China, Iran and Russia have been accused of trying to steal U.S. research into coronavirus vaccine development.Jul 20, 2020
Cultural changes are needed, but policy can be a starting point.Jun 5, 2020
More Republicans than Democrats are exiting Congress in the lead up to the 2020 elections.Updated Feb 26, 2020
Both parties like the idea but disagree on who should pay for it.Nov 25, 2019
State legislatures have tried to restrict abortion procedures since Roe v. Wade.Updated Sep 19, 2019
Driving the news: House Democrats renamed a measure aimed at restoring a key provision of the 1965 Voting Rights Act after Lewis. The bill, which passed in the House in December, has little chance of clearing the GOP-led Senate.
U.S. Citizenship and Immigration Services (USCIS) announced on Friday plans to hike fees for multiple immigration and work visa applications, including a more than 80% increase on naturalization applications and a new fee for asylum applicants.
Why it matters: The adjusted costs, which take effect Oct. 2, may deter low-income immigrants from pursuing citizenship and could prevent those seeking refuge in the U.S. from applying for asylum. The shifts come as USCIS is facing COVID-19-related budget shortfalls.
White House chief of staff Mark Meadows and House Speaker Nancy Pelosi — speaking simultaneously at podiums on opposite ends of Pennsylvania Avenue Friday morning — painted a bleak picture of their stalled coronavirus stimulus talks, making clear that they are still a long way from striking a deal.
The bottom line: Everyone who matters in these talks is sending out dismal signals. Many important benefits, including enhanced unemployment insurance for millions of Americans, expire today — and those in charge of bringing relief admit they're nowhere close to finding common ground.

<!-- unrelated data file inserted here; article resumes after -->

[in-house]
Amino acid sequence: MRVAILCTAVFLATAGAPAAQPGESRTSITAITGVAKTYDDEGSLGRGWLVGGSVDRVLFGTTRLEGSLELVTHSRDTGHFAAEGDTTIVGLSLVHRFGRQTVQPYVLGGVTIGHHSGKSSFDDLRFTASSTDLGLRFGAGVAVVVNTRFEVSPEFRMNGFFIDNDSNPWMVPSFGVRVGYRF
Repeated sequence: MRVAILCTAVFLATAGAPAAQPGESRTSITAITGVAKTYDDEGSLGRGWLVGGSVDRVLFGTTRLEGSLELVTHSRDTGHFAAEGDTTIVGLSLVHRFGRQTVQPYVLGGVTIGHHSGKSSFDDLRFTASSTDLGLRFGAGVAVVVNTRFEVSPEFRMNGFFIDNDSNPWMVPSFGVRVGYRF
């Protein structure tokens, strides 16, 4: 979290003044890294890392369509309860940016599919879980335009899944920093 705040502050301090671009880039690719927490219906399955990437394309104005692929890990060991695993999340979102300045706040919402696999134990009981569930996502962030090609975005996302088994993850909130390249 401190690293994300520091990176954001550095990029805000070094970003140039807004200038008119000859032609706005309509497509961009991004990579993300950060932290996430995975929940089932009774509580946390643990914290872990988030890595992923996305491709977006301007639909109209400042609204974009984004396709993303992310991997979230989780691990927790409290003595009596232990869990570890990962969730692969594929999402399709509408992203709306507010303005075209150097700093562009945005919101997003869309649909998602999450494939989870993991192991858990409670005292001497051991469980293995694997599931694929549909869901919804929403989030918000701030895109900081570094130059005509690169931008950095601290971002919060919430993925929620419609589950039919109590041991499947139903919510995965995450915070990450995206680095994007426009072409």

Big Tech was buoyed by the exact thing that prevented the dreadful GDP report from being even worse in the second quarter: the pandemic stimulus measures.
Why it matters: The stimulus is in the spotlight as its key expanded unemployment benefits provision is set to lapse despite coronavirus cases surging across the country, reimposed lockdown measures and more businesses shuttering.
The Senate has adjourned until 3pm on Monday, as Congress failed to reach an agreement on extending extra unemployment benefits that are set to expire on Friday.
Why it matters: Tens of millions of Americans are out of work and have been receiving $600 per week on top of their regular unemployment payments. That money has been used both to pay expenses and to prop up the broader economy via consumer spending.
Why it matters: Sanders rejected abolishing the filibuster during the third Democratic primary debate in September 2o19, suggesting that congressional Democrats could instead pass progressive policies by attaching them to budget reconciliation bills, which cannot be filibustered by the minority party, according to Senate rules.
Former President Obama endorsed a slew of progressive policies related to voting rights during his eulogy for the late Rep. John Lewis on Thursday, including abolishing the Senate filibuster.
Why it matters: Revoking the Senate's long-standing 60-vote threshold used by senators to delay or block legislative action would significantly limit the minority party's power in the chamber.
President Trump said Wednesday that Senate Republicans who oppose using the next coronavirus stimulus package to fund a new $1.75 billion headquarters for the FBI "should go back to school."
Why it matters: It's yet another public spat between the White House and congressional Republicans over the substance of their stimulus proposal. Trump's insistence on the issue, despite little support from his colleagues in the Senate, could drive another wedge into already protracted negotiations.
The fight in Congress over the next round of coronavirus relief legislation is shaping up to be a long one, and that's bad news for the economy and the stock market.
Why it matters: Assistance from the government and the Fed has been an integral part of the stock market's rally since March 23.
Sen. Ben Sasse (R-Neb.) sharply criticized stimulus negotiations between House Democrats and the Trump administration on Tuesday, dismissing Speaker Nancy Pelosi and Treasury Secretary Steven Mnuchin as "two big government Democrats."
Why it matters: Sasse is one of a number of Senate Republicans who have expressed frustration with key provisions in the White House-backed bill released by Senate Majority Leader Mitch McConnell (R-Ky.) on Monday — underscoring how far Congress is from striking a deal on a coronavirus relief package.